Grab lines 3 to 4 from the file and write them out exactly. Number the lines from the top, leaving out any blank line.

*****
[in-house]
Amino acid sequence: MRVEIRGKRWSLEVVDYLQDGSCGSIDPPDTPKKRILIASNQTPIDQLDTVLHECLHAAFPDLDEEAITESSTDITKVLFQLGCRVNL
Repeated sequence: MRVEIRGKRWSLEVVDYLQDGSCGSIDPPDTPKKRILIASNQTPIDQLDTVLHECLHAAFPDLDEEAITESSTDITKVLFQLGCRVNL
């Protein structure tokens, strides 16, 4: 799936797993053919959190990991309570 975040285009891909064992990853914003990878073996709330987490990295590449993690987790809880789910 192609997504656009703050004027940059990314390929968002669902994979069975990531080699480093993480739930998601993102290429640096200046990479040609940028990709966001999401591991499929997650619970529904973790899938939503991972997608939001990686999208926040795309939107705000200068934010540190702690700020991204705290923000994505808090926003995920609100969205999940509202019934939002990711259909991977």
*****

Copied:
Repeated sequence: MRVEIRGKRWSLEVVDYLQDGSCGSIDPPDTPKKRILIASNQTPIDQLDTVLHECLHAAFPDLDEEAITESSTDITKVLFQLGCRVNL
């Protein structure tokens, strides 16, 4: 799936797993053919959190990991309570 975040285009891909064992990853914003990878073996709330987490990295590449993690987790809880789910 192609997504656009703050004027940059990314390929968002669902994979069975990531080699480093993480739930998601993102290429640096200046990479040609940028990709966001999401591991499929997650619970529904973790899938939503991972997608939001990686999208926040795309939107705000200068934010540190702690700020991204705290923000994505808090926003995920609100969205999940509202019934939002990711259909991977």